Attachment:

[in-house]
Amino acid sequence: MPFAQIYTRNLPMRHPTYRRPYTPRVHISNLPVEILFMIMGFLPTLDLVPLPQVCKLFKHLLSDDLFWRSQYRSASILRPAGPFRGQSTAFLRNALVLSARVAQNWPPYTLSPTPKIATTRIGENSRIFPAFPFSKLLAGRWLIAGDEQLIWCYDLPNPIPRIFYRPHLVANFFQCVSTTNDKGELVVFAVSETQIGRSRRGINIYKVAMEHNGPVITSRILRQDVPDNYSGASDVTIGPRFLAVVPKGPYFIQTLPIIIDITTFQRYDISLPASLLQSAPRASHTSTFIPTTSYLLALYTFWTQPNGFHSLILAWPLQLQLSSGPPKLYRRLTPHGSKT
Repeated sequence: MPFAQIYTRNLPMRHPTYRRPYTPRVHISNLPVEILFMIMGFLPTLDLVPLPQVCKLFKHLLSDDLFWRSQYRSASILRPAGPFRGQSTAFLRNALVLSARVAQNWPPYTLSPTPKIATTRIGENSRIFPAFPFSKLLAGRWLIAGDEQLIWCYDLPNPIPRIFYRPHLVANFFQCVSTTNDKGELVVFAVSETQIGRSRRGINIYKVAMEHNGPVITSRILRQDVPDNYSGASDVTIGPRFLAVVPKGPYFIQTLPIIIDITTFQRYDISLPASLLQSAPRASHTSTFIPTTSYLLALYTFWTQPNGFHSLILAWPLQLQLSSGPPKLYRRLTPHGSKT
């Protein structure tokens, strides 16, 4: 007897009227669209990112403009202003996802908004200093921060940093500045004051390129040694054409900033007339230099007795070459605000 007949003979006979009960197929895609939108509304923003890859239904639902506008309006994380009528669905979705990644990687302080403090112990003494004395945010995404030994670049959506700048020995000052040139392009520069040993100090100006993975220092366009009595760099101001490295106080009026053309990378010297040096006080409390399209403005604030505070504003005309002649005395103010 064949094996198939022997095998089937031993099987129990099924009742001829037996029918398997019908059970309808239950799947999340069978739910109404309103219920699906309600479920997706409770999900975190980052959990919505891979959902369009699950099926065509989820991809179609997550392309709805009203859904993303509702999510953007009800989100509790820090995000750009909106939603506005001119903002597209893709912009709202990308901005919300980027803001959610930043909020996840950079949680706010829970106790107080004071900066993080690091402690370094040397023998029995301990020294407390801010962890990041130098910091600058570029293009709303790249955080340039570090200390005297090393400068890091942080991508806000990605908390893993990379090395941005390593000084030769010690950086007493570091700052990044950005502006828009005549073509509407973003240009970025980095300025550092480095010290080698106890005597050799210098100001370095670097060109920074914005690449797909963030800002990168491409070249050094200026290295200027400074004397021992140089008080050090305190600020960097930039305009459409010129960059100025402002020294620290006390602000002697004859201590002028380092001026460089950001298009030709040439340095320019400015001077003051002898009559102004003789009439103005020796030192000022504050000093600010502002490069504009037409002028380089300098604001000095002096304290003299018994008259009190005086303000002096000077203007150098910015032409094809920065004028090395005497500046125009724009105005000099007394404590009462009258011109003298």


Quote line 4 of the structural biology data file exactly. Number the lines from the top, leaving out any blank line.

């Protein structure tokens, strides 16, 4: 007897009227669209990112403009202003996802908004200093921060940093500045004051390129040694054409900033007339230099007795070459605000 007949003979006979009960197929895609939108509304923003890859239904639902506008309006994380009528669905979705990644990687302080403090112990003494004395945010995404030994670049959506700048020995000052040139392009520069040993100090100006993975220092366009009595760099101001490295106080009026053309990378010297040096006080409390399209403005604030505070504003005309002649005395103010 064949094996198939022997095998089937031993099987129990099924009742001829037996029918398997019908059970309808239950799947999340069978739910109404309103219920699906309600479920997706409770999900975190980052959990919505891979959902369009699950099926065509989820991809179609997550392309709805009203859904993303509702999510953007009800989100509790820090995000750009909106939603506005001119903002597209893709912009709202990308901005919300980027803001959610930043909020996840950079949680706010829970106790107080004071900066993080690091402690370094040397023998029995301990020294407390801010962890990041130098910091600058570029293009709303790249955080340039570090200390005297090393400068890091942080991508806000990605908390893993990379090395941005390593000084030769010690950086007493570091700052990044950005502006828009005549073509509407973003240009970025980095300025550092480095010290080698106890005597050799210098100001370095670097060109920074914005690449797909963030800002990168491409070249050094200026290295200027400074004397021992140089008080050090305190600020960097930039305009459409010129960059100025402002020294620290006390602000002697004859201590002028380092001026460089950001298009030709040439340095320019400015001077003051002898009559102004003789009439103005020796030192000022504050000093600010502002490069504009037409002028380089300098604001000095002096304290003299018994008259009190005086303000002096000077203007150098910015032409094809920065004028090395005497500046125009724009105005000099007394404590009462009258011109003298």